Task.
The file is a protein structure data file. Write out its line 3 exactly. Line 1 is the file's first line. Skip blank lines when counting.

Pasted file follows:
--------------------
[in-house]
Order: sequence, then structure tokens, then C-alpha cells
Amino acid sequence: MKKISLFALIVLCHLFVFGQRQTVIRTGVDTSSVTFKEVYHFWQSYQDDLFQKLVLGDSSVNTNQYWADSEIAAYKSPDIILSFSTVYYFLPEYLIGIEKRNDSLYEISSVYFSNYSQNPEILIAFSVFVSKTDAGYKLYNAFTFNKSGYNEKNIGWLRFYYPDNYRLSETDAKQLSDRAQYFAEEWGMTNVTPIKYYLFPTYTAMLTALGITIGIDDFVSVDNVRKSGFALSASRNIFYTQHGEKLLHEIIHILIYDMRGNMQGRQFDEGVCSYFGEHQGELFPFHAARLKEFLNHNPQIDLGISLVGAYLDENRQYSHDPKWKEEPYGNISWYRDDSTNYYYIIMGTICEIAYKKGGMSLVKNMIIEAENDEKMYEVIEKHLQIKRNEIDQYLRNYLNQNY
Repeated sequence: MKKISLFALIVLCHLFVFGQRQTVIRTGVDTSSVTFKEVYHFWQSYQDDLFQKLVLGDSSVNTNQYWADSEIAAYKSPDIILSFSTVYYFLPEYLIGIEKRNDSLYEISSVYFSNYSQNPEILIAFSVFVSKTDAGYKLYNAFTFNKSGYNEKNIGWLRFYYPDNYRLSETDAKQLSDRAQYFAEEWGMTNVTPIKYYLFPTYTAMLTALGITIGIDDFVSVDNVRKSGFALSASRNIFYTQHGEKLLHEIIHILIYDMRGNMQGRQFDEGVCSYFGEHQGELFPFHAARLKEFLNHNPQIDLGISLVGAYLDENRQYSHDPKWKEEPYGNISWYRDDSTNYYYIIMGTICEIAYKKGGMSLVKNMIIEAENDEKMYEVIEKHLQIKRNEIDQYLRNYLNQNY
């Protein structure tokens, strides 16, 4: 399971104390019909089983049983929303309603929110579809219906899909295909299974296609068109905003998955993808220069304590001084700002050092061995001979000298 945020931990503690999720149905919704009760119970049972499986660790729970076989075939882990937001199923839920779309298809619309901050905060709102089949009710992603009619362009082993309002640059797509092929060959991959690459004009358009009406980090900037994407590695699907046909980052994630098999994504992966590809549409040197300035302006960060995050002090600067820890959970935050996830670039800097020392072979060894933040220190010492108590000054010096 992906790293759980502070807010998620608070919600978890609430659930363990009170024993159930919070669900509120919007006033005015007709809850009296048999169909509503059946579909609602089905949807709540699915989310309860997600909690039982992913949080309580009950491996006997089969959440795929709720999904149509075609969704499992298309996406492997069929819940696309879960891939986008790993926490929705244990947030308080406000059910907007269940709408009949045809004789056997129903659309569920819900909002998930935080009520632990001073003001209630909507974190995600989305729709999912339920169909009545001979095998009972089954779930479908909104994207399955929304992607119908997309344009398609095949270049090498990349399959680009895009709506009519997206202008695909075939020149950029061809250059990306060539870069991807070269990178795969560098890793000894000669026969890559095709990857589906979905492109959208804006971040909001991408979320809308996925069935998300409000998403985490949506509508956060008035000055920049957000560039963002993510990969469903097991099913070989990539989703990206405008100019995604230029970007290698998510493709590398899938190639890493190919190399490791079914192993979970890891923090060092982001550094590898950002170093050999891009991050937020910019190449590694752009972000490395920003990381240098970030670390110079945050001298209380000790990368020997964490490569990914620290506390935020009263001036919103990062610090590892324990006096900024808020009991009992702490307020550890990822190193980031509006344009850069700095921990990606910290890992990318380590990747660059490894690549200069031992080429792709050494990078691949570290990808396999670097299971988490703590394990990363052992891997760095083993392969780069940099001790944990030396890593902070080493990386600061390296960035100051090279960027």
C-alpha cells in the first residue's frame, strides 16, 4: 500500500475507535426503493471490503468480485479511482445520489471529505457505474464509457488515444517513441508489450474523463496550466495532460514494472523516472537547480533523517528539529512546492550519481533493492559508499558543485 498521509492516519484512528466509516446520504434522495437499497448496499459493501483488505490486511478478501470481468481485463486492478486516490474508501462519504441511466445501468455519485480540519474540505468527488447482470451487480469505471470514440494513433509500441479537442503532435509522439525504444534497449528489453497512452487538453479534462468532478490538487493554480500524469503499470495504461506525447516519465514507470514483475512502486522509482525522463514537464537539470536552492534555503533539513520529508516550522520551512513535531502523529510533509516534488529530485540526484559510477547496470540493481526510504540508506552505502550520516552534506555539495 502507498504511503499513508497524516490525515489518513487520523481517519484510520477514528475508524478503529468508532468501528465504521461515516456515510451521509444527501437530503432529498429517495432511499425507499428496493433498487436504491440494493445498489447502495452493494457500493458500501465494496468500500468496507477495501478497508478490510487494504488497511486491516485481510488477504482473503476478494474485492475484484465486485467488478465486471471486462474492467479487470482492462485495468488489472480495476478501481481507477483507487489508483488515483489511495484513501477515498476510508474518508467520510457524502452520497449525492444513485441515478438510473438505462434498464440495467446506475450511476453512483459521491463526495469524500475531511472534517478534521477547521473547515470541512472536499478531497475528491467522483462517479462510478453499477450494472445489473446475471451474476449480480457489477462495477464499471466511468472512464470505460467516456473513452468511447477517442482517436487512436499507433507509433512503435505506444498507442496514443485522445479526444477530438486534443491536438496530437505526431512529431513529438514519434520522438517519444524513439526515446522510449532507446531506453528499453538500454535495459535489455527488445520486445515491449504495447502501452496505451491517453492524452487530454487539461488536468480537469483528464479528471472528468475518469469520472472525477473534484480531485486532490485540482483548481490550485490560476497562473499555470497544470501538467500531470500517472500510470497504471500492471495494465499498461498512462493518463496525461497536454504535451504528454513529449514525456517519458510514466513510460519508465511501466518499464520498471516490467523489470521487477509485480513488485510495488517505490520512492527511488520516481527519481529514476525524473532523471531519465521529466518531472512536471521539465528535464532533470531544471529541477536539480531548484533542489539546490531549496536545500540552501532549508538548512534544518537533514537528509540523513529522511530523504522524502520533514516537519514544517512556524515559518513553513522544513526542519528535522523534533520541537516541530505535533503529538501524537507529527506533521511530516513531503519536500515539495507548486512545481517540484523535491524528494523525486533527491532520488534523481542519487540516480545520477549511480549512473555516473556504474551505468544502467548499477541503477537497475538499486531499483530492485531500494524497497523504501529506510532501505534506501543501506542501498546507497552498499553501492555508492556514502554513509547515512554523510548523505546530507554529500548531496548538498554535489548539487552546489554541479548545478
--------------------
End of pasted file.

Amino acid sequence: MKKISLFALIVLCHLFVFGQRQTVIRTGVDTSSVTFKEVYHFWQSYQDDLFQKLVLGDSSVNTNQYWADSEIAAYKSPDIILSFSTVYYFLPEYLIGIEKRNDSLYEISSVYFSNYSQNPEILIAFSVFVSKTDAGYKLYNAFTFNKSGYNEKNIGWLRFYYPDNYRLSETDAKQLSDRAQYFAEEWGMTNVTPIKYYLFPTYTAMLTALGITIGIDDFVSVDNVRKSGFALSASRNIFYTQHGEKLLHEIIHILIYDMRGNMQGRQFDEGVCSYFGEHQGELFPFHAARLKEFLNHNPQIDLGISLVGAYLDENRQYSHDPKWKEEPYGNISWYRDDSTNYYYIIMGTICEIAYKKGGMSLVKNMIIEAENDEKMYEVIEKHLQIKRNEIDQYLRNYLNQNY